Empowering People, Not Elites
Interview with Saul Alinsky, Concluded
Saul Alinsky is, along with Thomas Paine, Henry George, and Dorothy Day, one of the great American leaders of the nonsocialist left.
Response to our earlier article dealing with Alinsky has been so great that we worked to obtain this extensive interview with him, conducted by Playboy magazine in 1972. It is, by far, the most detailed conversation with Alinsky that we know of. The interview has been appearing in weekly installments here at The Progress Report.
Part One Part Two Part Three Part Four Part Five Part Six Part Seven Part Eight Part Nine Part Ten Part Eleven Part TwelveFinal Thoughts
PLAYBOY: You seem optimistic. But most radicals and some liberals have expressed fear that we're heading into a new era of repression and privacy invasion. Are their fears exaggerated, or is there a real danger of America becoming a police state?
ALINSKY: Of course there's that danger, as this whole national fetish for law and order indicates. But the thing to do isn't to succumb to despair and just sit in a corner wailing, but to go out and fight those fascist trends and build a mass constituency that will support progressive causes. Otherwise all your moaning about a police state will just be a self-fulfilling prophecy. That's one of the reasons I'm directing all my efforts today to organizing the middle class, because that's the arena where the future of this country will be decided. And I'm convinced that once the middle class recognizes its real enemy -- the megacorporations that control the country and pull the strings on puppets like Nixon and Connally -- it will mobilize as one of the most effective instruments for social change this country has ever known. And once mobilized, it will be natural for it to seek out allies among the other disenfranchised -- blacks, chicanos, poor whites.
It's to that cause I plan to devote the remaining years of my life. It won't be easy, but we can win. No matter how bad things may look at a given time, you can't ever give up. We're living in one of the most exciting periods of human history, when new hopes and dreams are crystallizing even as the old certainties and values are dissolving. It's a time of great danger, but also of tremendous potential. My own hopes and dreams still burn as brightly in 1972 as they did in 1942. A couple of years ago I sat down to write a new introduction to Reveille for Radicals, which was first published in 1946, and I started to write: "As I look back upon my youth. . . ." But the words stuck, because I don't really feel a day older. I guess having been out in the front lines of conflict for most of my life, I just haven't had the time to grow older. Anyway, death usually comes suddenly and unexpectedly to people in my line of work, so I don't worry about it. I'm just starting my 60s now and I suppose one of these days I'll cop it -- one way or another -- but until then I'll keep on working and fighting and having myself a hell of a good time.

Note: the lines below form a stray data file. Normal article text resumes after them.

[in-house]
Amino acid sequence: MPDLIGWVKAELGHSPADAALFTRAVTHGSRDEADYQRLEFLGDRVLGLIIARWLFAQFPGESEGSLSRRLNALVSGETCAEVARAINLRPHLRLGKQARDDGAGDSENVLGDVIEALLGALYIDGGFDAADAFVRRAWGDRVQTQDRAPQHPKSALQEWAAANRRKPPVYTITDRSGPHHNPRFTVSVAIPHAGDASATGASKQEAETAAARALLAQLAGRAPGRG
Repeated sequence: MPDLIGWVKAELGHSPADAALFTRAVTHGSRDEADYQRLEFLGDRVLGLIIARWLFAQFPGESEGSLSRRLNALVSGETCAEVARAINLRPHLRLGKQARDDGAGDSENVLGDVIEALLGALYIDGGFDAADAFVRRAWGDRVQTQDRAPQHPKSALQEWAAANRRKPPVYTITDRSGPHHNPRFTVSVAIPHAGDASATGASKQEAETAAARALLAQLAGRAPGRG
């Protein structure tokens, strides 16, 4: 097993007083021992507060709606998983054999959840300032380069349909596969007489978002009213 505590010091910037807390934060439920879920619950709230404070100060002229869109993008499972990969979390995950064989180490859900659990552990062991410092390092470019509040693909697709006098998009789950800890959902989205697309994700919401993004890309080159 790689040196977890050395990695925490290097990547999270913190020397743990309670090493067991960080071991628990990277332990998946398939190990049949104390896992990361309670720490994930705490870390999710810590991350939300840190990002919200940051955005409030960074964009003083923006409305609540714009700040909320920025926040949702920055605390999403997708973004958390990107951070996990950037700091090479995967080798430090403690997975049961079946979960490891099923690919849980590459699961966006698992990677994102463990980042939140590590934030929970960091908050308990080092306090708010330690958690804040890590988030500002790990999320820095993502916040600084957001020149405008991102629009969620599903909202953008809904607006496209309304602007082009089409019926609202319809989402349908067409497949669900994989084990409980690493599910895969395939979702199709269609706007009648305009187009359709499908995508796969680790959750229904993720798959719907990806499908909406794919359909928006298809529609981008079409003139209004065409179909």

PLAYBOY: Do you think much about death?
ALINSKY: No, not anymore. There was a period when I did, but then suddenly it came to me, not as an intellectual abstraction. but as a deep gut revelation, that someday I was going to die. That might sound silly, because it's so obvious, but there are very few people under 40 who realize that there is really a final cutoff point to their existence, that no matter what they do their light is someday going to be snuffed out. But once you accept your own mortality on the deepest level, your life can take on a whole new meaning. If you've learned anything about life, you won't care any more about how much money you've got or what people think of you, or whether you're successful or unsuccessful, important or insignificant. You just care about living every day to the full, drinking in every new experience and sensation as eagerly as a child, and with the same sense of wonder.
PLAYBOY: Having accepted your own mortality, do you believe in any kind of afterlife?
ALINSKY: Sometimes it seems to me that the question people should ask is not "Is there life after death?" but "Is there life after birth?" I don't know whether there's anything after this or not. I haven't seen the evidence one way or the other and I don't think anybody else has either. But I do know that man's obsession with the question comes out of his stubborn refusal to face up to his own mortality. Let's say that if there is an afterlife, and I have anything to say about it, I will unreservedly choose to go to hell.
ALINSKY: Hell would be heaven for me. All my life I've been with the have-nots. Over here, if you're a have-not, you're short of dough. If you're a have-not in hell, you're short of virtue. Once I get into hell, I'll start organizing the have-nots over there.
PLAYBOY: Why them?
ALINSKY: They're my kind of people.
Saul Alinsky died a few months later, on June 12, 1972.
Alinsky's first book, Reveille for Radicals
Alinsky's second and final book, Rules for Radicals
Alinsky's biography is available here
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